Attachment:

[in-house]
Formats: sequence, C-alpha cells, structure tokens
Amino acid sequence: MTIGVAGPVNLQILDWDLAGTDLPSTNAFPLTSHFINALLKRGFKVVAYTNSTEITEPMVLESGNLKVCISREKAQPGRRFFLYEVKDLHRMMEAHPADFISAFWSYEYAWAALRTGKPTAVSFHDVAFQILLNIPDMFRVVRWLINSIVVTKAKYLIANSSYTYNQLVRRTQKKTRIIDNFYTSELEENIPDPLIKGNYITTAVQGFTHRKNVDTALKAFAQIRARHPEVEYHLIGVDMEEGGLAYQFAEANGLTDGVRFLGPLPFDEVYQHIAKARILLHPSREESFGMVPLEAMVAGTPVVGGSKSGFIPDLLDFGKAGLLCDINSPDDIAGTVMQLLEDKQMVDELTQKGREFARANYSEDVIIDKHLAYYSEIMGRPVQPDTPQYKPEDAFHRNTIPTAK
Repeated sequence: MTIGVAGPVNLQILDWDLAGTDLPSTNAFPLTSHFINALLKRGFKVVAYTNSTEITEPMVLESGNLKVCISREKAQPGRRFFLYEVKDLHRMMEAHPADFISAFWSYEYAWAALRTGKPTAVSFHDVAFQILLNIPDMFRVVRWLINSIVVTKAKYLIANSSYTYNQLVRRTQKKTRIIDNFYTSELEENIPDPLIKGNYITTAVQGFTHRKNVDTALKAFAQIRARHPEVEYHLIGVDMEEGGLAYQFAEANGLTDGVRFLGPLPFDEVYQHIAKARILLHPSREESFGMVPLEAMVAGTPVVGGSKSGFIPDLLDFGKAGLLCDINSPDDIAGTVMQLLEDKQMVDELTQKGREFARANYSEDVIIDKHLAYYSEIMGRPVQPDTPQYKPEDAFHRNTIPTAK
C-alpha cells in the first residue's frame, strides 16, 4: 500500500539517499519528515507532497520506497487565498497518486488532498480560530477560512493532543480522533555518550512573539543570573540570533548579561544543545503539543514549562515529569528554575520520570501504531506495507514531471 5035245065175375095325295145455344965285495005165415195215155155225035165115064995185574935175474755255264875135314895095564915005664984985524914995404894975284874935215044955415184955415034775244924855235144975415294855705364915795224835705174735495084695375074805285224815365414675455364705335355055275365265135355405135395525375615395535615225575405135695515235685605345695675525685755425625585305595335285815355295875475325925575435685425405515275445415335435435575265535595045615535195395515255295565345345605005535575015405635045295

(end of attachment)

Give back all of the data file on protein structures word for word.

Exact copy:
[in-house]
Formats: sequence, C-alpha cells, structure tokens
Amino acid sequence: MTIGVAGPVNLQILDWDLAGTDLPSTNAFPLTSHFINALLKRGFKVVAYTNSTEITEPMVLESGNLKVCISREKAQPGRRFFLYEVKDLHRMMEAHPADFISAFWSYEYAWAALRTGKPTAVSFHDVAFQILLNIPDMFRVVRWLINSIVVTKAKYLIANSSYTYNQLVRRTQKKTRIIDNFYTSELEENIPDPLIKGNYITTAVQGFTHRKNVDTALKAFAQIRARHPEVEYHLIGVDMEEGGLAYQFAEANGLTDGVRFLGPLPFDEVYQHIAKARILLHPSREESFGMVPLEAMVAGTPVVGGSKSGFIPDLLDFGKAGLLCDINSPDDIAGTVMQLLEDKQMVDELTQKGREFARANYSEDVIIDKHLAYYSEIMGRPVQPDTPQYKPEDAFHRNTIPTAK
Repeated sequence: MTIGVAGPVNLQILDWDLAGTDLPSTNAFPLTSHFINALLKRGFKVVAYTNSTEITEPMVLESGNLKVCISREKAQPGRRFFLYEVKDLHRMMEAHPADFISAFWSYEYAWAALRTGKPTAVSFHDVAFQILLNIPDMFRVVRWLINSIVVTKAKYLIANSSYTYNQLVRRTQKKTRIIDNFYTSELEENIPDPLIKGNYITTAVQGFTHRKNVDTALKAFAQIRARHPEVEYHLIGVDMEEGGLAYQFAEANGLTDGVRFLGPLPFDEVYQHIAKARILLHPSREESFGMVPLEAMVAGTPVVGGSKSGFIPDLLDFGKAGLLCDINSPDDIAGTVMQLLEDKQMVDELTQKGREFARANYSEDVIIDKHLAYYSEIMGRPVQPDTPQYKPEDAFHRNTIPTAK
C-alpha cells in the first residue's frame, strides 16, 4: 500500500539517499519528515507532497520506497487565498497518486488532498480560530477560512493532543480522533555518550512573539543570573540570533548579561544543545503539543514549562515529569528554575520520570501504531506495507514531471 5035245065175375095325295145455344965285495005165415195215155155225035165115064995185574935175474755255264875135314895095564915005664984985524914995404894975284874935215044955415184955415034775244924855235144975415294855705364915795224835705174735495084695375074805285224815365414675455364705335355055275365265135355405135395525375615395535615225575405135695515235685605345695675525685755425625585305595335285815355295875475325925575435685425405515275445415335435435575265535595045615535195395515255295565345345605005535575015405635045295